Well, that seems to be an issue that you often see with startups. There’s assumptions like, “yeah, we’re doing really great and it’s gonna continue,” as opposed to what you just talked about, which is, “yeah, it’s going really great now, but may we’ve had some great good fortune, we hit a moment or something, but the moments don’t last.”

Tiffani Bova 17:17
It’s not only that it doesn’t last, but those that I’ve learned are very successful are the ones that constantly have this kind of canary in the coal mine, where you have a quarter that’s really strong, another quarter that’s really strong, and then you have a quarter that’s a little softer, but still strong. And then another quarter that’s a little softer than the last quarter, but still strong, but it’s going slightly in the wrong direction. So you were growing at 10%, and you were growing at 11%, then 9% 10%, then seven, then eight, then six, then seven, right? You’re still growing, but you’re not going 10, 11, 12, 13 right, you’re going you’re still growing, but you’re you’re growing less.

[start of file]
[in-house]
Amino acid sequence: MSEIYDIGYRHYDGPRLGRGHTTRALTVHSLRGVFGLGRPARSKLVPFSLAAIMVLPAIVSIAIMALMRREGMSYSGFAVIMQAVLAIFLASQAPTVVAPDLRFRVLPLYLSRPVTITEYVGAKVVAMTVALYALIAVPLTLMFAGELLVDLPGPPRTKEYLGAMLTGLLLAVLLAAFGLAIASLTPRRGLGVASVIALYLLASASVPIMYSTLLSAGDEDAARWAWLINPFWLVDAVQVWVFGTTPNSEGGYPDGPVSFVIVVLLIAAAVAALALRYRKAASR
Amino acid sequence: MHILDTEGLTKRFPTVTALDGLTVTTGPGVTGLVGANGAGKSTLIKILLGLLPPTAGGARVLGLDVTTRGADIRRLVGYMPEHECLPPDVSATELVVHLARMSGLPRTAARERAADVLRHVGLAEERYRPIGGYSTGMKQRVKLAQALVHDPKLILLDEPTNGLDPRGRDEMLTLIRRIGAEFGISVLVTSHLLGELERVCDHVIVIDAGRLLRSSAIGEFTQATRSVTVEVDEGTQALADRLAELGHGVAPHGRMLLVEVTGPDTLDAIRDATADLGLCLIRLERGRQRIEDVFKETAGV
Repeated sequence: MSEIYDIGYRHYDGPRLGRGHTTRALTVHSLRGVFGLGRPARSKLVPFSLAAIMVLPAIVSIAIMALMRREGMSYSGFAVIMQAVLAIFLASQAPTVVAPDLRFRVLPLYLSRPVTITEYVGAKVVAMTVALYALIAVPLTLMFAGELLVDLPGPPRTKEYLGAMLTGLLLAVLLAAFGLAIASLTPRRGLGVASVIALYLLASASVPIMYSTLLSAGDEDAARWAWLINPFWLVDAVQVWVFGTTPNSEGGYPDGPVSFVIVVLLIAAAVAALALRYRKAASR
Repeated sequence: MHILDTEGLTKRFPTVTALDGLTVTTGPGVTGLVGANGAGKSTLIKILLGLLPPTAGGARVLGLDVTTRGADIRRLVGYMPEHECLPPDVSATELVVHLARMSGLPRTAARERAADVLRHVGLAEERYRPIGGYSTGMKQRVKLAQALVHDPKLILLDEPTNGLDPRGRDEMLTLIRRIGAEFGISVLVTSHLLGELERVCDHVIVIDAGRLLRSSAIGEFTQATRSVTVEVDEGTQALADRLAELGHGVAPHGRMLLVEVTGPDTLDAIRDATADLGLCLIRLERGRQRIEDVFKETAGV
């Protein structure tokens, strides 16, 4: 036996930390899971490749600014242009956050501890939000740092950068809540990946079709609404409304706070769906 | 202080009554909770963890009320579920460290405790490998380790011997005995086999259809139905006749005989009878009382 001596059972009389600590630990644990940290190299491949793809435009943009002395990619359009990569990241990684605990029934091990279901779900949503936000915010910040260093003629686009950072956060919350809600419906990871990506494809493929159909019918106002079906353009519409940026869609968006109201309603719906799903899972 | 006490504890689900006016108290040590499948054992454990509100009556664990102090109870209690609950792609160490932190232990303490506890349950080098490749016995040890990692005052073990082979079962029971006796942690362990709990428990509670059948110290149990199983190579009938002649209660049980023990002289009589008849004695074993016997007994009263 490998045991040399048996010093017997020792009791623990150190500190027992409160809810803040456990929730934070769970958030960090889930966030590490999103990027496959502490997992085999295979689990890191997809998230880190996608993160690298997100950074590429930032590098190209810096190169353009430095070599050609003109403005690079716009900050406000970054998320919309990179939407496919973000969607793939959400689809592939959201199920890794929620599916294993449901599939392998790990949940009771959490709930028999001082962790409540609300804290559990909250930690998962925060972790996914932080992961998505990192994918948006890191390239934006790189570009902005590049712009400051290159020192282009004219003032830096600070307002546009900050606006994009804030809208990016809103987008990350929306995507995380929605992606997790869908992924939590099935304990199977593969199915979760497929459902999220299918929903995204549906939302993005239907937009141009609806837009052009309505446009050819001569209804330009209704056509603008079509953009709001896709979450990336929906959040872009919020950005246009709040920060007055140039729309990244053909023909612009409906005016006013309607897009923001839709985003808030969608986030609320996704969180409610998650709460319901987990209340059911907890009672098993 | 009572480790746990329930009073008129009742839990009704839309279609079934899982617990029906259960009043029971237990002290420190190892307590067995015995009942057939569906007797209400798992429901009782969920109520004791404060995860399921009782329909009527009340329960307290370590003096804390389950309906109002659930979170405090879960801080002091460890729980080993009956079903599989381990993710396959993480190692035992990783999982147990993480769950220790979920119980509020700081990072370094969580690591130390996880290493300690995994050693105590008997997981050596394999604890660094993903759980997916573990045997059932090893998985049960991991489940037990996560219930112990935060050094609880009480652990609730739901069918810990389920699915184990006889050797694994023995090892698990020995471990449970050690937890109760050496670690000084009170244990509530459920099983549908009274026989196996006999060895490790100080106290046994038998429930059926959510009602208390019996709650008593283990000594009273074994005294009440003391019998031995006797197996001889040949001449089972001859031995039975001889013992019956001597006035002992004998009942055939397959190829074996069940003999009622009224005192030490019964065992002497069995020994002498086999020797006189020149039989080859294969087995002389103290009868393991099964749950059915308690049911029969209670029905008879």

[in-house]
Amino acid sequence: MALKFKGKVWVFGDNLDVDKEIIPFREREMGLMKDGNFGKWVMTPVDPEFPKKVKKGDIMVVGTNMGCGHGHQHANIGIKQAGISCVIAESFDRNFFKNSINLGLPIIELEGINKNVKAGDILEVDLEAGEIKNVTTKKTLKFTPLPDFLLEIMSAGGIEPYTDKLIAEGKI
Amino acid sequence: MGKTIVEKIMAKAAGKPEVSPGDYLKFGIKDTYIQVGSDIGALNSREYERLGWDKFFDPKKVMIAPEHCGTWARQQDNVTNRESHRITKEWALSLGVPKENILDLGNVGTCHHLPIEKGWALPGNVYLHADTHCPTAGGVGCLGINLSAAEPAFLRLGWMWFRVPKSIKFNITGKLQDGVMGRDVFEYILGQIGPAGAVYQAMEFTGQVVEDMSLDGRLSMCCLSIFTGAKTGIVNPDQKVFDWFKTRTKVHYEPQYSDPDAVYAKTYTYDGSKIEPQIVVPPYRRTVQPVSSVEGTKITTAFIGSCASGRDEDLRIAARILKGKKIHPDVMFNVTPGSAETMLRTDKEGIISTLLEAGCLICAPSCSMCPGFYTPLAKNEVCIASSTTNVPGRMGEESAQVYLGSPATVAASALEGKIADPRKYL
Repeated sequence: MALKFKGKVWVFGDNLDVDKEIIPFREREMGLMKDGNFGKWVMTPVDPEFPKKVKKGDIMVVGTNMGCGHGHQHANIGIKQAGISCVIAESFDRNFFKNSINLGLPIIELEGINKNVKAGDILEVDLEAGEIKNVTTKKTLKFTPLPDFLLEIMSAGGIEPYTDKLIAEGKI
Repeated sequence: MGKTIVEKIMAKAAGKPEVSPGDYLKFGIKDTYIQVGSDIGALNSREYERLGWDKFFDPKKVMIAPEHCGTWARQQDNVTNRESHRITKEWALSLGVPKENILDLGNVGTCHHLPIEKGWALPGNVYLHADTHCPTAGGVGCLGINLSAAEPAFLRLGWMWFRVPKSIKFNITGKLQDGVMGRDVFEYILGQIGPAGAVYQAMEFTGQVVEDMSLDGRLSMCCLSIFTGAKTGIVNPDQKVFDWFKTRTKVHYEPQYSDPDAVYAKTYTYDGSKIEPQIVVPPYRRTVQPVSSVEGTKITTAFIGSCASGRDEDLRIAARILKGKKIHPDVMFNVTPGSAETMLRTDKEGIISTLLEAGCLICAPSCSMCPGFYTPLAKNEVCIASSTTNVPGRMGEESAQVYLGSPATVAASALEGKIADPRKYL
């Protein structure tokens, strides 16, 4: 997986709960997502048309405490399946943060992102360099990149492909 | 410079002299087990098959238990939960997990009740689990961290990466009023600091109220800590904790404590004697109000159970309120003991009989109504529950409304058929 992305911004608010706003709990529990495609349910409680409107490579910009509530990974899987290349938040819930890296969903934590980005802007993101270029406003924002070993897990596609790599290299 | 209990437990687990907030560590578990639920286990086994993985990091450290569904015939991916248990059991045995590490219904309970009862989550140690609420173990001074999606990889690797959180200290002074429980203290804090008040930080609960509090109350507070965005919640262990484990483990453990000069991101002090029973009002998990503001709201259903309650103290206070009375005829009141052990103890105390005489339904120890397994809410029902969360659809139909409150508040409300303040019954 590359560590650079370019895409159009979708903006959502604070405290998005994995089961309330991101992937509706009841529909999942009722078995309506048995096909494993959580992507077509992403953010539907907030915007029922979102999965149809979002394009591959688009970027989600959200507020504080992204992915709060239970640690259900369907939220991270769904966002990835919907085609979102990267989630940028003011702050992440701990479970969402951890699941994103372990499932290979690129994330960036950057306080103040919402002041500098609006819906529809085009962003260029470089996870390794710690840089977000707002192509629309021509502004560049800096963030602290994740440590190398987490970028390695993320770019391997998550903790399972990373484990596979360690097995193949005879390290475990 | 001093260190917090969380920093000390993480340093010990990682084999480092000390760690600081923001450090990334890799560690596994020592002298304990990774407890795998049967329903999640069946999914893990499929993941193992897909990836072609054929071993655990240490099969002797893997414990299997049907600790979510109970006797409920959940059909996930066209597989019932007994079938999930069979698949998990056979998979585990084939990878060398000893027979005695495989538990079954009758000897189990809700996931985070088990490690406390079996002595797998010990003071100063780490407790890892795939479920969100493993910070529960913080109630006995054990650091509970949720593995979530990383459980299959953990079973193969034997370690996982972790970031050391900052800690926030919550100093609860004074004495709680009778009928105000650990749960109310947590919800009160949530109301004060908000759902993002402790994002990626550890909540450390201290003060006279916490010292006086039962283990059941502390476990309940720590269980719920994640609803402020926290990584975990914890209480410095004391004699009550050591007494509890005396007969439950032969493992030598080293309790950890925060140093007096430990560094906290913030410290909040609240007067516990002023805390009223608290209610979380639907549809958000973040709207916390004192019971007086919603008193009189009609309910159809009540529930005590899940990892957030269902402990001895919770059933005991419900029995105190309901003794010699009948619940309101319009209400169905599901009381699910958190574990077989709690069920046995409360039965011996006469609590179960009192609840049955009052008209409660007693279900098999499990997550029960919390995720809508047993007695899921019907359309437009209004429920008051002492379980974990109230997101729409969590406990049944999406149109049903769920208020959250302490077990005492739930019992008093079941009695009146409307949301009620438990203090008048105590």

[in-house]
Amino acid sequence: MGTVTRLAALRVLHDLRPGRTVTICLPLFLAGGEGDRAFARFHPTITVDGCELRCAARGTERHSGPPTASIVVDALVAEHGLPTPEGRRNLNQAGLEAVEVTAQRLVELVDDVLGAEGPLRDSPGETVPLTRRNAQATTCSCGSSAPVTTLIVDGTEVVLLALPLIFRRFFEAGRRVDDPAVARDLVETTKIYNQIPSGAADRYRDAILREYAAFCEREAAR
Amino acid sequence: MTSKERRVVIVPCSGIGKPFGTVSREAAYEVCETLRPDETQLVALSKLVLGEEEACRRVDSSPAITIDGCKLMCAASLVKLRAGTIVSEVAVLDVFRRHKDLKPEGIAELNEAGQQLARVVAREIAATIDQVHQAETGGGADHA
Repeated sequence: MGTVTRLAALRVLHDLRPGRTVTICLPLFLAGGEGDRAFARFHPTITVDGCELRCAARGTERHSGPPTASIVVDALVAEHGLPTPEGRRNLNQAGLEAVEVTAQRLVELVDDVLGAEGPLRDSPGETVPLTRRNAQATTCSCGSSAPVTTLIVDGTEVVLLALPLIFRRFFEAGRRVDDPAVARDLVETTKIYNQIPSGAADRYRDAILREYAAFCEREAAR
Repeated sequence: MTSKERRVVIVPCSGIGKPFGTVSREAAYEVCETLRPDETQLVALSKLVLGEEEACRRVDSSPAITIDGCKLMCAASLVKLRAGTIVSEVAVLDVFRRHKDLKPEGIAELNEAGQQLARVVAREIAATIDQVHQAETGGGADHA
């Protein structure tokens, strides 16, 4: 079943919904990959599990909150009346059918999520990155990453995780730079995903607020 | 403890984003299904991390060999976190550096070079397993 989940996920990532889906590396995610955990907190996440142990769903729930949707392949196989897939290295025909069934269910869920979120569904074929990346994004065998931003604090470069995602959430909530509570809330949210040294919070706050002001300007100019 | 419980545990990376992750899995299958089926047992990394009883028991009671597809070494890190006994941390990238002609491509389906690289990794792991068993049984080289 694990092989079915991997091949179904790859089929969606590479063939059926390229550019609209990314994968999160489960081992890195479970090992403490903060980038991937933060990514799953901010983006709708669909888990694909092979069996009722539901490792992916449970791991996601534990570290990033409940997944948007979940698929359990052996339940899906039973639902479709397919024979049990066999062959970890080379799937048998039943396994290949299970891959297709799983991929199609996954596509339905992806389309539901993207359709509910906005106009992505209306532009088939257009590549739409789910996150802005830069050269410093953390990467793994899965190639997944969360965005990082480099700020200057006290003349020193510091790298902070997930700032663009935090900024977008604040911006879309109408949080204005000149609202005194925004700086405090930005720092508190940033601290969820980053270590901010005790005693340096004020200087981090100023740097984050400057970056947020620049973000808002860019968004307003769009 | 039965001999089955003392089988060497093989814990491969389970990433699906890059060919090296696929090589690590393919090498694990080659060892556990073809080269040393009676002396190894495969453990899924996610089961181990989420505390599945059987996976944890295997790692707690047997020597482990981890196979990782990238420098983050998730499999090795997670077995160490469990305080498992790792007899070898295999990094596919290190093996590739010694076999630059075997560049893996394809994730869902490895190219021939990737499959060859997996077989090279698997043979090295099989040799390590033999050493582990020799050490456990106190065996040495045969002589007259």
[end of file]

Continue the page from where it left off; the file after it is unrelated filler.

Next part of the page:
And maybe not even keeping pace with your market. But when it goes two or three quarters of either flat – no growth – or a decline, even slight is where you need to say “Hold on a second, something’s going on. Is our marketing not as effective, or our sales teams?” You need to look at what is causing whatever is happening.